By Dr. Brian Rask


I hope everyone had a wonderful holiday season and is starting the New Year well.  Last issue I spoke about how to care for your child’s first teeth and now I want to continue on with how to handle an injury or emergency.

Having a dental emergency is a big fear for every parent but if you are prepared on how to manage the situation, you could save your child’s tooth or minimize complications.

If your child knocks out one of their primary or baby teeth, you should get them to the dentist as soon as possible.  If the tooth is out all the way, you should not try to reinsert it back into the socket, in order to prevent damaging the permanent tooth which is developing below it.  If the tooth is only mobile from trauma, your dentist may be able to stabilize and save it.  Primary teeth may become ankylosed (fused to the bone) or abscessed (infected) from trauma, which may affect the adult tooth forming underneath it. Teeth that have received trauma should be consistently monitored with x-rays and dental exams.

A permanent or adult tooth that is avulsed should be inserted back into the socket.  Hold the tooth by the crown and take care not to touch the root.  Gently rinse it with water or saliva to clean any dirt off of it but do not scrub the root or remove any of the tissue on it.  Carefully reinsert it and see a dentist immediately.  If you cannot put the tooth back in, have the child hold the tooth in their mouth in saliva or place it in a container with milk, water, saliva, or Hank’s buffered salt solution and rush your child to the dentist.  Hopefully, the dentist can reinsert it but there are still the risks of the tooth becoming ankylosed or abscessed, which could require a root canal or extraction later in life.

If there is severe trauma to the chin or the possibility of a broken jaw, apply ice to the injured area and see an oral surgeon, pediatric dentist, ER physician or dentist who is trained in treating injuries right away.  Being treated by a doctor who is competent is the most important thing, because the development of the face, upper and lower jaws and the TMJ’s can be affected by a blow to the chin or mandible.  The injured child should have continual follow-ups throughout development as problems may not show up until teen or young adult years.

When a child only has mild trauma, causing a bloody tongue or lip, clean the area gently with warm water and apply an icepack or washcloth with ice to reduce swelling, using light pressure.  If the bleeding does not stop after 30 minutes or so, see a dentist or physician as your child may require stitches.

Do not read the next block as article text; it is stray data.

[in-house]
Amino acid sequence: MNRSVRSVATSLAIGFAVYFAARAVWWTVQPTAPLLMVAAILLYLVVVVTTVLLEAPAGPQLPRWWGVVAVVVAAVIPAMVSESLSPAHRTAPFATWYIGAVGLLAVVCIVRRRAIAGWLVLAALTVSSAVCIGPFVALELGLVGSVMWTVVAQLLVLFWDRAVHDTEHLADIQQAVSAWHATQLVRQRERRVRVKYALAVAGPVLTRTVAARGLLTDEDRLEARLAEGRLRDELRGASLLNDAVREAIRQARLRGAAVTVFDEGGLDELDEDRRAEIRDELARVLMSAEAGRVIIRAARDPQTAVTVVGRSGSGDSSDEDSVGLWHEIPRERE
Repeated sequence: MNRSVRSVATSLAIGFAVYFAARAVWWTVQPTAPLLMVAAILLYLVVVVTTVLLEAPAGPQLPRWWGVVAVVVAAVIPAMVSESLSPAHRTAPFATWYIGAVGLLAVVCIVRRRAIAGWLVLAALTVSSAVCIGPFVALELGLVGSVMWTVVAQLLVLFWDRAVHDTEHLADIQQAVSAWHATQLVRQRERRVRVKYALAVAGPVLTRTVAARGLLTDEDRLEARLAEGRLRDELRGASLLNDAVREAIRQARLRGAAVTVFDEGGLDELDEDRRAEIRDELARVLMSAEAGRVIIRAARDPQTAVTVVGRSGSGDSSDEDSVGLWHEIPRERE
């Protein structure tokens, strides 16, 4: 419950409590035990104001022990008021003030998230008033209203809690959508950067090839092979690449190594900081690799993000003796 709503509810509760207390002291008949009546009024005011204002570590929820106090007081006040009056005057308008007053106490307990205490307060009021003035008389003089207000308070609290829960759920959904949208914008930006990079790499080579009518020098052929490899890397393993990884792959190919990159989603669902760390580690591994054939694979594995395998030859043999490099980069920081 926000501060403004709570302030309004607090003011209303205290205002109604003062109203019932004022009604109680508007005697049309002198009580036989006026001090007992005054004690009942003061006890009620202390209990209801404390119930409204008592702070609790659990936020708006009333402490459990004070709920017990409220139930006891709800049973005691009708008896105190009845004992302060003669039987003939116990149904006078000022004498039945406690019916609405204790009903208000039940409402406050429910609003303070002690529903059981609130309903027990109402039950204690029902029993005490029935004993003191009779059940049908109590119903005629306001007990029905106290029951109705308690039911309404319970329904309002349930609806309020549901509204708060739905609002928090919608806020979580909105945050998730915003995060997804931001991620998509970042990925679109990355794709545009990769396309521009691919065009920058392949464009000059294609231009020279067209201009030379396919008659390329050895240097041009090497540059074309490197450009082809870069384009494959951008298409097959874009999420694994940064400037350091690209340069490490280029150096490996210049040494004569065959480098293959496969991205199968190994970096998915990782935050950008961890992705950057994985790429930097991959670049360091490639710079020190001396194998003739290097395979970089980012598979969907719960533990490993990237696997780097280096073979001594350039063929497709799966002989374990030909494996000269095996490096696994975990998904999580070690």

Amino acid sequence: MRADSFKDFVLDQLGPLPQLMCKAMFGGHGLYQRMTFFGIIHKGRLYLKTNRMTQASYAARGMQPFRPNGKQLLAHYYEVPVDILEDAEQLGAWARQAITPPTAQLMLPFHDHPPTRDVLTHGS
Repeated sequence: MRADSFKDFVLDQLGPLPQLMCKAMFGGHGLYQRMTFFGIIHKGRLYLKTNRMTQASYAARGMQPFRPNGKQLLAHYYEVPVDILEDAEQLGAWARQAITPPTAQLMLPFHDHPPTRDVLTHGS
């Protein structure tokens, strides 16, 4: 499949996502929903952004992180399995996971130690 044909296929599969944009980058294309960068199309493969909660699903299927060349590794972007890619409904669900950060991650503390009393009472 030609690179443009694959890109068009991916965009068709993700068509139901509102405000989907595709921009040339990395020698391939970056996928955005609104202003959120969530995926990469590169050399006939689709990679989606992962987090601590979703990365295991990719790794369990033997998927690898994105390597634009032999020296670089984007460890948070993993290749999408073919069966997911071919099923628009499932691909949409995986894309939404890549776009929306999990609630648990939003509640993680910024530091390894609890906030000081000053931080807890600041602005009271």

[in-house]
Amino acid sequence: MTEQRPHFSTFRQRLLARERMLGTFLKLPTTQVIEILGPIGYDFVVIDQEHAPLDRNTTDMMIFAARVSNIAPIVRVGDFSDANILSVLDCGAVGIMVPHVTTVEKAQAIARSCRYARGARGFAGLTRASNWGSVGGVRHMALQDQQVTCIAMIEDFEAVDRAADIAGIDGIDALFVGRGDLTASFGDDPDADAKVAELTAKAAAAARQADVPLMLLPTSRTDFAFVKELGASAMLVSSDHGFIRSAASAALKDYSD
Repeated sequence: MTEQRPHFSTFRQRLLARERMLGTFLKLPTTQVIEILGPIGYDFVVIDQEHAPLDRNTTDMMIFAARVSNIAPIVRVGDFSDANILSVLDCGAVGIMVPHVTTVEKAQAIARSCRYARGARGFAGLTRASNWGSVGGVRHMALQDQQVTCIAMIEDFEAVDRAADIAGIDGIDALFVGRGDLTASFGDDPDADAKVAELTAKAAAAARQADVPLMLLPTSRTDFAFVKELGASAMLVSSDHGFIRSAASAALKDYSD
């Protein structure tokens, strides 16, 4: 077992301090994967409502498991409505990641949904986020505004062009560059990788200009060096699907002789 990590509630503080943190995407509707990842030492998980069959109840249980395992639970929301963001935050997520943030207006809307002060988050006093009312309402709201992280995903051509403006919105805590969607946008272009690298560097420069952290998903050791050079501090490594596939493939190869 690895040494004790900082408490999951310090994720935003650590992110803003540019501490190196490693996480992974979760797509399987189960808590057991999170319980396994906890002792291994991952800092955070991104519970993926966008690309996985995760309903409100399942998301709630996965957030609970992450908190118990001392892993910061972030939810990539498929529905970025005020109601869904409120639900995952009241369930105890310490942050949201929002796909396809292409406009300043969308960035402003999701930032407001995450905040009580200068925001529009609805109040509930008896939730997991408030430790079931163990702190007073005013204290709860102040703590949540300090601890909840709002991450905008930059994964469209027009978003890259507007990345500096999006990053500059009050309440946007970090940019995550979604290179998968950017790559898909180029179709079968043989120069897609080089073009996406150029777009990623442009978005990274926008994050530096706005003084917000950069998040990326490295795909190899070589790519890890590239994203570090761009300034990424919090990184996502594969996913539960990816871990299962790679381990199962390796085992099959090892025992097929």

For a broken tooth, try to find the piece or pieces and
wrap them in a damp paper towel or gauze and bring them with you to see a dentist.  Apply an icepack if there is swelling and clean the area with a wet washcloth.  The tooth may be able to be repaired conservatively with special bonding procedures.

If your child develops a toothache, inquire about the symptoms they are having and give them Tylenol for pain.  Schedule an appointment with your dentist to have the problem examined and diagnosed.  Do not let it go untreated, as a decayed or infected tooth may affect the child’s developing dentition.  If a tooth needs to be extracted for any reason, a space maintainer or fixed or removable prosthesis should be made to stabilize the occlusion.

The best way to avoid these injuries is to have your child wear a mouth guard while playing sports.  There are different types of guards for contact and non-contact sports that your dentist can custom make for you or that may be purchased from a drug store.  Not all injuries can be avoided, but mouth guards can protect against broken or avulsed teeth, cut lips or longue and TMJ or jaw trauma.  A small amount of money for a mouth guard can save thousands of dollars in dental treatment.

Helping you smile with confidence.

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